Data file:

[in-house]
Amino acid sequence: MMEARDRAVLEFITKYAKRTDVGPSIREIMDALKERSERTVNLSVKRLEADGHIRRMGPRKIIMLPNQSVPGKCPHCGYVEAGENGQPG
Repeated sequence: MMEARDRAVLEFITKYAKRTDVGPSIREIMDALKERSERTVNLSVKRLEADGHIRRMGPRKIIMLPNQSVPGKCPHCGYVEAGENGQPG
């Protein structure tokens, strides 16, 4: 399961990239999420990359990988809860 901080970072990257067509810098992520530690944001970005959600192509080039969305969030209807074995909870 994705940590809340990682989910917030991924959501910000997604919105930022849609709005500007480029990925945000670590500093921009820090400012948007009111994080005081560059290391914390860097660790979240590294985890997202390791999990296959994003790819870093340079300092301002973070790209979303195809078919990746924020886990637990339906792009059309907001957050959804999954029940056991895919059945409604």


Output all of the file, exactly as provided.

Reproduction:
[in-house]
Amino acid sequence: MMEARDRAVLEFITKYAKRTDVGPSIREIMDALKERSERTVNLSVKRLEADGHIRRMGPRKIIMLPNQSVPGKCPHCGYVEAGENGQPG
Repeated sequence: MMEARDRAVLEFITKYAKRTDVGPSIREIMDALKERSERTVNLSVKRLEADGHIRRMGPRKIIMLPNQSVPGKCPHCGYVEAGENGQPG
């Protein structure tokens, strides 16, 4: 399961990239999420990359990988809860 901080970072990257067509810098992520530690944001970005959600192509080039969305969030209807074995909870 994705940590809340990682989910917030991924959501910000997604919105930022849609709005500007480029990925945000670590500093921009820090400012948007009111994080005081560059290391914390860097660790979240590294985890997202390791999990296959994003790819870093340079300092301002973070790209979303195809078919990746924020886990637990339906792009059309907001957050959804999954029940056991895919059945409604």